As I wrote earlier, one fail-set can be turned off. The fun begins. It's nice to know that with a productive client in emergency situations everything will be fine, so at CROC we create such situations in our lab. The best way to convince customers of the reliability of a high availability solution is to turn off one of the two equipment racks. Here I do the same:
The GUI shows that all nodes with the Windows operating system are not available, which means that the data is no longer protected by redundancy. The pool went into Degraded status (red color instead of green), and IOmeter continues to write. For the host, the simultaneous failure of half the nodes went unnoticed.
Let's try to include 3 of the four nodes:
Rebuild started automatically, the flight is normal. Interestingly, data redundancy will be restored automatically. But since now there is one less node with Windows, they will take up more space. As redundancy is restored, the data will turn green.
But now everything:
Data completely restored redundancy. There is nothing on the 4th node now. When I turn it on, balancing will begin inside one Failover set. The same thing happens when adding new nodes.
Data rebalance has started. Interestingly, the data is copied from all nodes, and not just from the nodes of the same file seter. After the end of the rebalance, 14% of the place is taken on all nodes. IOmeter is still writing data.
The first iteration of the tests is over, the second will be on a different hardware. Need to test performance.
ScaleIO licensing policy - pay only for raw capacity. The licenses themselves are not tied to the hardware at all. This means that you can put ScaleIO on the oldest hardware, and after a couple of years, replace it with modern servers without buying licenses. A bit unusual after the standard array licensing policy, when upgraded drives are more expensive than the same drives at initial purchase.
The ScaleIO price list is approximately $ 1,572 per terabyte of raw space. Discounts are negotiated separately (I think if you read up to this place, there is no need to explain what the "price" price is). ScaleIO has analogues among open source solutions, and from other manufacturers. But ScaleIO has an important plus - round-the-clock EMC support and vast experience in implementation.
EMC colleagues say you can save up to 60% in five-year costs compared to midrange storage. This is achieved both by reducing the cost of licenses and by reducing the requirements for hardware, as well as power, cooling, and, accordingly, a place in the data center. As a result, the decision turned out to be quite “anti-crisis”. I think this year it will come in handy to many.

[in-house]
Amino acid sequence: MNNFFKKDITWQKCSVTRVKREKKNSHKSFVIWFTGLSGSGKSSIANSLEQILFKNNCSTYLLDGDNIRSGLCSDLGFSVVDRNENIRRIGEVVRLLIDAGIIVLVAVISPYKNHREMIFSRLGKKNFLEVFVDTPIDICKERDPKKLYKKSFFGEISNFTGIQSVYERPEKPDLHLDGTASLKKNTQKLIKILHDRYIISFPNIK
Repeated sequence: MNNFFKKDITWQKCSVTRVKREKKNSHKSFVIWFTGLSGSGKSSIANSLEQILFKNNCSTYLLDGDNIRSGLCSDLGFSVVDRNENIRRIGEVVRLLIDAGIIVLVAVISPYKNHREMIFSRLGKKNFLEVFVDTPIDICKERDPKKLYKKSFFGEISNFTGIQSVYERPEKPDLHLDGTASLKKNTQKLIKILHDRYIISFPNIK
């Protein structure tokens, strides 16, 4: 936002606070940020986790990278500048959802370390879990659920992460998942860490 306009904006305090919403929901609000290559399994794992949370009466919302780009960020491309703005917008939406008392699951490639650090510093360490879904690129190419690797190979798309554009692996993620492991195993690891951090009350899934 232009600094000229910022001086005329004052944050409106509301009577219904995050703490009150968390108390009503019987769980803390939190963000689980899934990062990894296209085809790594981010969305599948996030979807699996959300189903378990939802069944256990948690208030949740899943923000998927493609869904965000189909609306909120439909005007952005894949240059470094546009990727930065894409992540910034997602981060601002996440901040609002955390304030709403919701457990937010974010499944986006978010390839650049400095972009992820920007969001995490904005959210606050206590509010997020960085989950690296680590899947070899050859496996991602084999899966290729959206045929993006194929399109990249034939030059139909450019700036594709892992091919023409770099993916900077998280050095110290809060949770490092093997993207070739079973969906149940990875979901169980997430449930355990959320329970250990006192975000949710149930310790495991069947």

What else can be done
- ScaleIO can be divided into isolated domains (this is for cloud providers).
- Software can create snapshots and limit the speed of clients,
- Data on ScaleIO can be encrypted and laid out in pools with different performance.
- Linear scaling. With each new host, bandwidth, performance, and volume increase.
- Failover sets allow you to lose servers as long as there is free space to restore data redundancy.
- Variability. You can collect cheap file trash on SATA disks, or you can fast storage system with SSD disks.
- It completely replaces midrange storage on some projects.
- You can use unused space on existing servers or give a second life to old hardware.
Of the minuses - it requires a large number of ports in network switches and a large number of ip-addresses.
- The most obvious is to build a public or private company cloud. The solution is easy to expand, nodes are easy to add and change.
- For infrastructure virtualization. There are clients for ESX, so there is nothing stopping us from making the ScaleIO pool (you can even on local drives of the same servers on which ESX is installed) and put virtual machines on it. In this way, good performance and additional fault tolerance can be achieved at relatively low cost.
- In a configuration with SSD and Ethernet 10G, ScaleIO is perfect for medium and small databases.
- In a configuration with capacious SATA disks, you can make cheap storage or archive, which, however, cannot be placed on tape.
- ScaleIO on SAS disks will be an excellent solution for developers and testers.
- It is suitable for some video editing tasks, when you need a combination of reliability speed and low price (you need to test in the butt for specifics, of course). The system can be used to store large files like streaming from HD cameras.
Failover tests were successful. Everything goes to the point that the old servers will go back to performance testing, and then to combat use. If the customer from history at the beginning does as intended, some will receive a bonus for the saved, non-acid budget.
If you are interested in a solution, there is a desire to test it for specific tasks or just discuss it - write to firstname.lastname@example.org. Everything can be done on the test hardware, as in that joke about the new Finnish chainsaw and Siberian men.